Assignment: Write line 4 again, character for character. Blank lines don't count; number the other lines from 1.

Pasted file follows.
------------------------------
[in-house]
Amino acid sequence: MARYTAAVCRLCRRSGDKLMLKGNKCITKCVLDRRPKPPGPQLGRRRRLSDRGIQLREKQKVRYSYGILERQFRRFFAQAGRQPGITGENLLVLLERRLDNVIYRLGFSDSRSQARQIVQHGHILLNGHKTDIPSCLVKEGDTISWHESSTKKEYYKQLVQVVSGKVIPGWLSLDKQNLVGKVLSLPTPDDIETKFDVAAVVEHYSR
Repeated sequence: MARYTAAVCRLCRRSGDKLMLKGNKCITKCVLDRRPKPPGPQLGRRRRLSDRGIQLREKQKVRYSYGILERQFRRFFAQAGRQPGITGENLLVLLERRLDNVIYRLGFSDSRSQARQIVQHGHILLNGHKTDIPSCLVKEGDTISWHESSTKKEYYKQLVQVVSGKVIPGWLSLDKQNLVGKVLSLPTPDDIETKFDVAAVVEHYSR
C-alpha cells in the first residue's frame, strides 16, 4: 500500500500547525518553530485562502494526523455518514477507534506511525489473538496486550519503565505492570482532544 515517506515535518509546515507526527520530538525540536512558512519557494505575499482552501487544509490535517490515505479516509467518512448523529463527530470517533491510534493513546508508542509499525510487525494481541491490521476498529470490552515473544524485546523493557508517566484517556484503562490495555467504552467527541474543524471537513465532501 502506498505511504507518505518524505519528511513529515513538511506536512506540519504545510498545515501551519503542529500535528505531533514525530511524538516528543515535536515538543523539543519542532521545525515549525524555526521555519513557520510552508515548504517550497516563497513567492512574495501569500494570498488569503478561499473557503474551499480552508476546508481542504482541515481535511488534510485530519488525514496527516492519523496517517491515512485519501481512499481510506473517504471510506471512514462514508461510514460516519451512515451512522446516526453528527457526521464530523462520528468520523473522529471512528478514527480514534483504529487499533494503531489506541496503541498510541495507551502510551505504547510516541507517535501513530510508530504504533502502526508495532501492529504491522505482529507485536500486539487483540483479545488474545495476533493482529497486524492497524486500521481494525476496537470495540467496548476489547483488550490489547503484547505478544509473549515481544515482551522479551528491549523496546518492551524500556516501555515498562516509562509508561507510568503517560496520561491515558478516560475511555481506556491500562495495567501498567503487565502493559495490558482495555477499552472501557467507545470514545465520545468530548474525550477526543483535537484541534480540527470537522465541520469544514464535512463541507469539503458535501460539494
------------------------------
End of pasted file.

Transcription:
C-alpha cells in the first residue's frame, strides 16, 4: 500500500500547525518553530485562502494526523455518514477507534506511525489473538496486550519503565505492570482532544 515517506515535518509546515507526527520530538525540536512558512519557494505575499482552501487544509490535517490515505479516509467518512448523529463527530470517533491510534493513546508508542509499525510487525494481541491490521476498529470490552515473544524485546523493557508517566484517556484503562490495555467504552467527541474543524471537513465532501 502506498505511504507518505518524505519528511513529515513538511506536512506540519504545510498545515501551519503542529500535528505531533514525530511524538516528543515535536515538543523539543519542532521545525515549525524555526521555519513557520510552508515548504517550497516563497513567492512574495501569500494570498488569503478561499473557503474551499480552508476546508481542504482541515481535511488534510485530519488525514496527516492519523496517517491515512485519501481512499481510506473517504471510506471512514462514508461510514460516519451512515451512522446516526453528527457526521464530523462520528468520523473522529471512528478514527480514534483504529487499533494503531489506541496503541498510541495507551502510551505504547510516541507517535501513530510508530504504533502502526508495532501492529504491522505482529507485536500486539487483540483479545488474545495476533493482529497486524492497524486500521481494525476496537470495540467496548476489547483488550490489547503484547505478544509473549515481544515482551522479551528491549523496546518492551524500556516501555515498562516509562509508561507510568503517560496520561491515558478516560475511555481506556491500562495495567501498567503487565502493559495490558482495555477499552472501557467507545470514545465520545468530548474525550477526543483535537484541534480540527470537522465541520469544514464535512463541507469539503458535501460539494